In ‘The Seven Foot Tall Post-Suicidal Feel Good Blues’ Nancy spits in the face of normality – Album review

Standing at a staggering seven foot tall with a penchant for sewing and David Bowie, Jamie Hall, aka Nancy, was never going to simply ‘fit in’. As the frontman of Alt-rock Brighton three piece, Tigerclub, hiding behind an imposing mustache and slacker persona was perhaps the easier alternative to standing out so obviously. His most recent stand-alone EP, ‘The Seven Foot Tall Post-Suicidal Feel Good Blues’, bravely does just that; stand-alone. The title track, which Nancy claims is ‘a full portrait of me in that particular moment of my life, warts an’ all’, joyfully shirks any expectation.

‘Bizzaro trash pop’: that’s Nancy’s genre, according to his twitter profile. An eclectic mix of sixties psychedelia, seventies glam-rock and a certain something all his own, the EP is pretty far from the heavy indie that Tigerclub fans have come to expect. In an interview with Nancy agreed – ‘if I was to try and express those passions within the context of the band, I felt like I may end up inadvertently pulling us away from the thing that fans come to Tigercub for – heavy rock’.

In contrast, listening to ‘The Seven Foot Tall Post-Suicidal Feel Good Blues’ feels like watching an exhilarated Nancy let loose in the recording studio. Fuelled by new-found freedom, he bounces from the ecstatic highs of upbeat rhythms to numb lows accompanied by heart-piercing lyrics. In his own words ‘Seven foot blues is bi-polar’. Where the circular warbling synths of ‘Happy Happy Happy’ convey repetitive the misery of Doomscrolling through social media, and the concise ‘Clic Clac’ is ‘an ode to anxiety’, Nancy’s opening track is a euphoric celebration of ‘rocking it on my own’ after a life time of feeling different.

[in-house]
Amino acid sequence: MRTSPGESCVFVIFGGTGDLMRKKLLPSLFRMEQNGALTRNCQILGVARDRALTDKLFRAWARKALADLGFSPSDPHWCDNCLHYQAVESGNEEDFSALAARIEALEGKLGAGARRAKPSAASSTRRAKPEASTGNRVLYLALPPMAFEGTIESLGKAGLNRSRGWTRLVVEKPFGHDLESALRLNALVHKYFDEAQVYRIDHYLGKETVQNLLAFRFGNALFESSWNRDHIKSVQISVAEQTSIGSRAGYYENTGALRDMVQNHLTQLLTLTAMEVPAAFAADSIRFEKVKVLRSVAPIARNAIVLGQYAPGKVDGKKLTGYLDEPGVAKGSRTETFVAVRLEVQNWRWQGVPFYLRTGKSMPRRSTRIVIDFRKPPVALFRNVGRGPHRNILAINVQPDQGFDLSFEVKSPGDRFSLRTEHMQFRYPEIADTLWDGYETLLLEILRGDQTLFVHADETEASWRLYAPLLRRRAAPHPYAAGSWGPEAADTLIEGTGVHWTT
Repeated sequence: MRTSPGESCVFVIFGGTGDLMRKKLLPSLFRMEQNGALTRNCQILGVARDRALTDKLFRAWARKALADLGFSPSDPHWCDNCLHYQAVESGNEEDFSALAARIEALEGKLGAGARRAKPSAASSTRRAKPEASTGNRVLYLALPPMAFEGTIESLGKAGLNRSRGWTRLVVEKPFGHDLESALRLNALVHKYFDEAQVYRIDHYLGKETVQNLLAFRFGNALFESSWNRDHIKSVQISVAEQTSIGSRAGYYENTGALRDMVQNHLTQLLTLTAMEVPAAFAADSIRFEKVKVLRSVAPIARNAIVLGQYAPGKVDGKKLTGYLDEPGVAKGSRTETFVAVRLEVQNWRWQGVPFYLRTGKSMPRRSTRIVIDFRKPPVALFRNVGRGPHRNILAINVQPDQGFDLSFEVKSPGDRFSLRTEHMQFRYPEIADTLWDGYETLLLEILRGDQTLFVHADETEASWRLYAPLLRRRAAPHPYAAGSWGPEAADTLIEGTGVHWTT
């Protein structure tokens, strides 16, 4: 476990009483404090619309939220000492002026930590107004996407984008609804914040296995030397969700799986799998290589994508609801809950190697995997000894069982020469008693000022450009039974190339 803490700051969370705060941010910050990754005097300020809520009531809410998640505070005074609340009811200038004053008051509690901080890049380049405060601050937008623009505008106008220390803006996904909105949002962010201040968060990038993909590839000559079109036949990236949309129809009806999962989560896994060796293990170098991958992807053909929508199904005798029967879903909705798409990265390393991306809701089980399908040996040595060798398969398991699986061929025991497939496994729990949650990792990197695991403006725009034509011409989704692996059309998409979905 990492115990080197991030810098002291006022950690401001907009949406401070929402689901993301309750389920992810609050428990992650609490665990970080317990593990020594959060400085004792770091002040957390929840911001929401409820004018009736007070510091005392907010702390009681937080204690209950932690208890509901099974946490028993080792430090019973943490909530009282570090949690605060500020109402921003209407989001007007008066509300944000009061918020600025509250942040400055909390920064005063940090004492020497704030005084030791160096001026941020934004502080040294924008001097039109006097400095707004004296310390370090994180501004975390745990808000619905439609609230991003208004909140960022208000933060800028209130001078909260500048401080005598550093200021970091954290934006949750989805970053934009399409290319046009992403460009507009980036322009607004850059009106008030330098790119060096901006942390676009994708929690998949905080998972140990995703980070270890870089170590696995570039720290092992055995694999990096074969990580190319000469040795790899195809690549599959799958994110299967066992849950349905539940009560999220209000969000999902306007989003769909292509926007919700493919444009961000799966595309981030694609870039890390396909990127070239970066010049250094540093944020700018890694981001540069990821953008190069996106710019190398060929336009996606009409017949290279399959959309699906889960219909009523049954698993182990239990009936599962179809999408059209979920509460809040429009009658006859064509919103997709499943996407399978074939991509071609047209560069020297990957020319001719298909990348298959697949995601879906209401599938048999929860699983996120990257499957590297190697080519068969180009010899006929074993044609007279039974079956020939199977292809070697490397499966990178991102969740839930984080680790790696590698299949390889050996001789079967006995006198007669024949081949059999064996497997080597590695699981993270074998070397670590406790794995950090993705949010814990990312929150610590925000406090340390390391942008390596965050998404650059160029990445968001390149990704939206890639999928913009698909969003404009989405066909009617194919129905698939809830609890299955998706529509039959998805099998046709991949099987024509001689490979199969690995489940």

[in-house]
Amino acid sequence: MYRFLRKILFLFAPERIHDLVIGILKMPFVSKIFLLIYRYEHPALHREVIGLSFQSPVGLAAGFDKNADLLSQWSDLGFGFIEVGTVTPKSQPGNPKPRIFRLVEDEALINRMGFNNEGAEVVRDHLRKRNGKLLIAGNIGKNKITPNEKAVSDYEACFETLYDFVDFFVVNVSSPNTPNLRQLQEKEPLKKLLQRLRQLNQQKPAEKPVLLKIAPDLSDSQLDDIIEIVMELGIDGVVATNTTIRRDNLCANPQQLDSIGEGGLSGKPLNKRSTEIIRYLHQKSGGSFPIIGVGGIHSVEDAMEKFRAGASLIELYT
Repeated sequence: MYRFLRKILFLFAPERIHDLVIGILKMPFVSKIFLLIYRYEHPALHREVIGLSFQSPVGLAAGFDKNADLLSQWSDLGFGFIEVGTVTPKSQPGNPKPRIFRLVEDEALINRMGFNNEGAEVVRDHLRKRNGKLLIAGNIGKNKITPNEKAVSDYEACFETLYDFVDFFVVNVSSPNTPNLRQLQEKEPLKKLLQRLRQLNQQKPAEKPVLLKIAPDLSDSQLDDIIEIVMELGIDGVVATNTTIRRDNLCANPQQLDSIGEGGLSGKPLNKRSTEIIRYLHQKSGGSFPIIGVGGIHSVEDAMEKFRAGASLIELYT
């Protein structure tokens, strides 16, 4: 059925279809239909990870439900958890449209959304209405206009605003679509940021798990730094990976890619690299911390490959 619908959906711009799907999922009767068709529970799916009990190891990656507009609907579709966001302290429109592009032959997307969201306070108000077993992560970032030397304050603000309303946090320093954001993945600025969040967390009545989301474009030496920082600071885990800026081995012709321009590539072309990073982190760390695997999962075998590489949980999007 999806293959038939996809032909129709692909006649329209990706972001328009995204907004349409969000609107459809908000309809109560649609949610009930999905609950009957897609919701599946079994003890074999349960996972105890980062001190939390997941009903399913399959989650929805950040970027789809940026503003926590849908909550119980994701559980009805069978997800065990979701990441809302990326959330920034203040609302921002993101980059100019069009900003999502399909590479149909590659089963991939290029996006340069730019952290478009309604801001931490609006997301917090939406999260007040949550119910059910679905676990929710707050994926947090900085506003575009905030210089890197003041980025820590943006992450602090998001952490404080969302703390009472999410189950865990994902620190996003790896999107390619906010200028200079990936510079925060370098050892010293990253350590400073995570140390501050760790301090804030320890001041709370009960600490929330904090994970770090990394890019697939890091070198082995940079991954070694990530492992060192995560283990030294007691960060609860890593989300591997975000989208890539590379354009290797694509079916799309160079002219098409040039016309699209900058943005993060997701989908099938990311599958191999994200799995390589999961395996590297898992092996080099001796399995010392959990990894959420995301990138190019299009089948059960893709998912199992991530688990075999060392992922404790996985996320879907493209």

The song does what it says on the kaleidoscopic tin, telling the story of that ‘post-suicidal feel good’ feeling. Seeped in a fuzzy vintage tone, Nancy croons ‘I used think about suicide every week’. The line unmistakably samples the melody of MGMT’s ‘Time to pretend’; the reference lends the track a multiplicity of down-on-their-luck, yet upbeat, voices.

He’s quick to assert that now, however, that these depressive feelings are ‘all gone’. The relaxed tempo contributes to a chilled out feeling. Each beat marches confidently forwards the future, matching Nancy’s tone as he reminisces on how he ‘used to hunch my back’. As the chorus picks up in crashing guitars that might remind fans of Nancy’s Tigerclub roots, the track’s elation peaks.

Nancy, Music video

This feeling of blissful freedom continues in the music video for ‘Seven Foot Blues’. Centered and alone on deserted mountain-top, Nancy stares into the horizon peacefully. As we cut to his face squashed against the lens, Nancy materialized the glass panel between ‘us’ and ‘him’.

This separation, however, is not to be despaired over. As he gleefully leaps around the empty hills, you get the feeling that having finally embraced what makes him different, Nancy is happy to be alone.

As the song comes to a close, the video takes an a nostalgic sepia tone.

Nancy marches funereally to the top of the hill and offers a bunch of yellow flowers to the sky. His facial expressions turn from confident to ponderous. An air of uncertainty is certainty afoot. Isolated but liberated, we can only wait and see what Nancy might produce next.

Words by Kate Bowie

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